Democrats propose ambitious bill against police violence in US
Washington, Jun 8 (efe-epa).- Democratic lawmakers on Monday unveiled an ambitious bill designed to reform US police departments, including language to prohibit the tactics that caused the death of George Floyd and which would facilitate lawsuits against officers who unjustly injure or kill people.
The legislation, pushed by African American and progressive lawmakers in the Congressional Black Caucus, seeks to respond to the overwhelming public indignation that Floyd’s murder has unleashed.
Floyd, an African American whom Minneapolis police were arresting for allegedly trying to make a purchase with a fake $20 bill, died on May 25 when a white officer knelt on his neck for almost nine minutes after he had been handcuffed and placed face down on the pavement, not changing his position even as Floyd begged and pleaded, saying he could not breathe and eventually losing consciousness and dying before horrified onlookers, some of whom were videotaping the shocking sequence of events with their cellphones.
Thousands of protesters have taken to the streets in hundreds of US cities over the past week or more to protest Floyd’s death, along with other recent examples of police violence and systemic racism against African Americans.
“This moment of national anguish is being transformed into a movement of national action as Americans from across the country peacefully protest to demand an end to injustice. Today, with the justice and policing at the Congress is standing with those fighting for justice and taking action,” said House Speaker Nancy Pelosi, in announcing the “Justice in Policing Act” at a press conference along with some 20 congressmen and senators.
The bill would prohibit officers from using chokeholds or other acts to restrain suspects that could cut off their breathing, tactics that many police departments around the country have already banned but which are still used regularly in certain parts of the US.
In addition, the bill would prohibit judges from approving warrants for police drug raids on residences without first knocking and announcing themselves as police. Louisville, Kentucky, officers had burst into an apartment last March and shot innocent African American Breonna Taylor to death, and it ultimately proved that they had come to the wrong apartment anyway.
The bill would also formally state that police tactics that are racially discriminatory are illegal and would require police departments to deliver data to a federal government database on the use of force so that any negligent police conduct can be catalogued and monitored.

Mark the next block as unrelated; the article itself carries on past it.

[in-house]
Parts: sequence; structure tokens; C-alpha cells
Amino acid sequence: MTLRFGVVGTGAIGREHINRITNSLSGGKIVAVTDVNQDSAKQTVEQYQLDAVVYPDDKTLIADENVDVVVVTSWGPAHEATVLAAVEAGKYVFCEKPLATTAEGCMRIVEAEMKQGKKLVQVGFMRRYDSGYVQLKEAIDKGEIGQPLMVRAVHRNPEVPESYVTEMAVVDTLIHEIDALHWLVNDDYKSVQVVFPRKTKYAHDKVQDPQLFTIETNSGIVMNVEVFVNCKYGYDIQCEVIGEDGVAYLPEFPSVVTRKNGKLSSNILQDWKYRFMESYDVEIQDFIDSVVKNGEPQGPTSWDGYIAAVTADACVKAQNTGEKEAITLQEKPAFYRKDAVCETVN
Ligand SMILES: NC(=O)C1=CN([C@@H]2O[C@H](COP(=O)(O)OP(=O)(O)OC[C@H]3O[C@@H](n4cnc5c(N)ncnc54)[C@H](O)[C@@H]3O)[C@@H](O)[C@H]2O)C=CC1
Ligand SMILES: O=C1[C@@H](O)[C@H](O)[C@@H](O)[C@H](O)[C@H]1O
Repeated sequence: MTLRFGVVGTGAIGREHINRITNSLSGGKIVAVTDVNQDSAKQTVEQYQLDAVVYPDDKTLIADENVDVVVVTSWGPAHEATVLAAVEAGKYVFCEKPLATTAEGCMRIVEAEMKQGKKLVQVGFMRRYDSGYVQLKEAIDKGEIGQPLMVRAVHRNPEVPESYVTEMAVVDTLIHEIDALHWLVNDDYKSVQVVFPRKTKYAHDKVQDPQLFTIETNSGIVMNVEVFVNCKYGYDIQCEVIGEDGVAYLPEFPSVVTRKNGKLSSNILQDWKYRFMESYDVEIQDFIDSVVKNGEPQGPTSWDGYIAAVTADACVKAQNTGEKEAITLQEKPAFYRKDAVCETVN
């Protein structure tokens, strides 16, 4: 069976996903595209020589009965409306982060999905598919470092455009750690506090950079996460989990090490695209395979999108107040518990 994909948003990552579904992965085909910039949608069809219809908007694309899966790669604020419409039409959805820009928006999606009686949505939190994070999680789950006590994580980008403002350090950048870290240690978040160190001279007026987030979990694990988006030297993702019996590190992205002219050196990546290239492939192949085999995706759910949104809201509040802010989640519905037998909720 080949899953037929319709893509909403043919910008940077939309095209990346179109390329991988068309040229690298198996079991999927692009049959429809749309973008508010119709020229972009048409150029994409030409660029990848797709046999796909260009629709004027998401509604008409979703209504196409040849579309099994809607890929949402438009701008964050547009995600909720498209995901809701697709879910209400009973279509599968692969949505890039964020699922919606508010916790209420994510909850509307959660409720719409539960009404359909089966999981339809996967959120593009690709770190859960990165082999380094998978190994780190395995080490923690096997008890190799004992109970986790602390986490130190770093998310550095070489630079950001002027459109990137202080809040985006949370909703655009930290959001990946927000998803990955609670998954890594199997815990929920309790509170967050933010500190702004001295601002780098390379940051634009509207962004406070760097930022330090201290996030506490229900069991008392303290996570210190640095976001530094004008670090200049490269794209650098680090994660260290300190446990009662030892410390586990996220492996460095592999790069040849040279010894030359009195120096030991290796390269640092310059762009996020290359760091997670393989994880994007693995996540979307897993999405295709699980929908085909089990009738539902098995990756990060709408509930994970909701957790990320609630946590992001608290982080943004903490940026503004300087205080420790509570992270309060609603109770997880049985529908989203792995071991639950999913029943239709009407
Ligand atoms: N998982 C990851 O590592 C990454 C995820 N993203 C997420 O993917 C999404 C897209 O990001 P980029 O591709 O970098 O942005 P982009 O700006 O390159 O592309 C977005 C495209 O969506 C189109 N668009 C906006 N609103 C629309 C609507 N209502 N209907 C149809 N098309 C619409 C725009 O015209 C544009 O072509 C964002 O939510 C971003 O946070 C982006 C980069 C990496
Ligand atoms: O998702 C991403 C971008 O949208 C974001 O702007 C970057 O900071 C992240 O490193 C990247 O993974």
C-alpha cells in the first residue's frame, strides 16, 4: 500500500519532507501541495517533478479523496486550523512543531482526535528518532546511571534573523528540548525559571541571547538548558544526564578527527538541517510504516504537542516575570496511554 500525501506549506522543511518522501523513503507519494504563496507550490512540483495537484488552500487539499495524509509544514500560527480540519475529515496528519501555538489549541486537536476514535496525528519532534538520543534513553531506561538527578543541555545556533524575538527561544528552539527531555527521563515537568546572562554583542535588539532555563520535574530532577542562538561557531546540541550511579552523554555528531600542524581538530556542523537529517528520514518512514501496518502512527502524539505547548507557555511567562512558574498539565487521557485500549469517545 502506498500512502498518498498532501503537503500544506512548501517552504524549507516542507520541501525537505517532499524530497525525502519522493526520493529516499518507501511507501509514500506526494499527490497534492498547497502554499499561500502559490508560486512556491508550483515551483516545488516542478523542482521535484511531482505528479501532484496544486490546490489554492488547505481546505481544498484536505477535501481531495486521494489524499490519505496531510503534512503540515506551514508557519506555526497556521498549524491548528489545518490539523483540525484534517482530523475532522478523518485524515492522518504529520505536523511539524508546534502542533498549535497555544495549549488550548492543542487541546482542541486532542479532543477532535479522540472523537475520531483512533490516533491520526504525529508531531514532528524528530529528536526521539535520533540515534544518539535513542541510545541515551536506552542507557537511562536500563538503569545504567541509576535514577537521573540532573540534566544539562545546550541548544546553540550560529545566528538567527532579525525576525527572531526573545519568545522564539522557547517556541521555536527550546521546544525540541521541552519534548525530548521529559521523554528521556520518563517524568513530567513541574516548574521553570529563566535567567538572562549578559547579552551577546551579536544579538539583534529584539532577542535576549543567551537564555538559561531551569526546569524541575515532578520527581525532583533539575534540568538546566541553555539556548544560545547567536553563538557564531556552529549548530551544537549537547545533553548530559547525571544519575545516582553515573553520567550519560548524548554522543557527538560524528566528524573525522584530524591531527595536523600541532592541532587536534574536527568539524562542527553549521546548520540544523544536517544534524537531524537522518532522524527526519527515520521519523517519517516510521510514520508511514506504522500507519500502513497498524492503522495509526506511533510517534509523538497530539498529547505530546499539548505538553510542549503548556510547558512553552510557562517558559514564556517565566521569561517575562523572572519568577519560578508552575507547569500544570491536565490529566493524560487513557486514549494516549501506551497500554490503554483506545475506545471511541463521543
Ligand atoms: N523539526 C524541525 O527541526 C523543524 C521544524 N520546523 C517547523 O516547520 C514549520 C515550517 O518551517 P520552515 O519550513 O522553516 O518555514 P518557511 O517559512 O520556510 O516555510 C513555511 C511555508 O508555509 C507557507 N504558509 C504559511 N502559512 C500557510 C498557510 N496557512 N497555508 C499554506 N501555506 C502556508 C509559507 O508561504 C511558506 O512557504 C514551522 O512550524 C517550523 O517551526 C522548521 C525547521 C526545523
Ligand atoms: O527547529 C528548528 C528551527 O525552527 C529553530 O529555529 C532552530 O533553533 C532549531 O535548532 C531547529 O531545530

Also, the bill would make it easier for victims to sue police departments for civil rights violations.
The bill specifically states that it is not only geared at preventing police abuses in African American communities, but also against Latinos, Asian Americans and Native Americans, according to the Congressional Black Caucus president, Congresswoman Karen Bass.
However, the bill does not address the demand being made by the Black Lives Matter movement and many progressives who have been demonstrating since Floyd’s death that police departments be “defunded,” that is have their funding severely reduced or eliminated, and those funds invested in local communities.
Although police departments receive a significant amount of federal funding, their main budgetary contributions comes from state and local governments and it is expected that budgetary decisions will be made below the federal level, as the Minneapolis City Council did on Sunday by committing itself to dismantling the city’s police department.
President Donald Trump reacted to the Democratic bill on Twitter, writing: “LAW & ORDER, NOT DEFUND AND ABOLISH THE POLICE. The Radical Left Democrats have gone Crazy!”
Trump made his comment suggesting that the Democrats want to “defund and abolish” the police even though the bill does not mention the issue of police financing.
Nevertheless, his reaction shows how difficult it will be to translate the bill into law given that the Senate is controlled by the Republicans and, even if the bill were to pass in both the Democratically-controlled House and in the Senate, it would then have to get Trump’s signature to become law.
The president has shown no sympathy whatsoever for the idea of reforming police tactics.
Before unveiling the legislation, about a dozen Democratic lawmakers knelt at the US Capitol for 8 minutes and 46 seconds – the length of time the white Minneapolis police officer knelt on Floyd’s neck, killing him – in a sober tribute to all those who have lost their lives to “police brutality” in the US.
Pelosi led the lawmakers – including Senate Minority Leader Chuck Schumer – in the gesture, and all of them wore “kente cloths” from Ghana around their necks, multicolored scarf-like garments of cotton or silk that the Congressional Black Caucus has often used to symbolize their work and their African roots.
The tribute began with Pelosi’s reading of the names of Floyd and others who have died in recent years in police custody.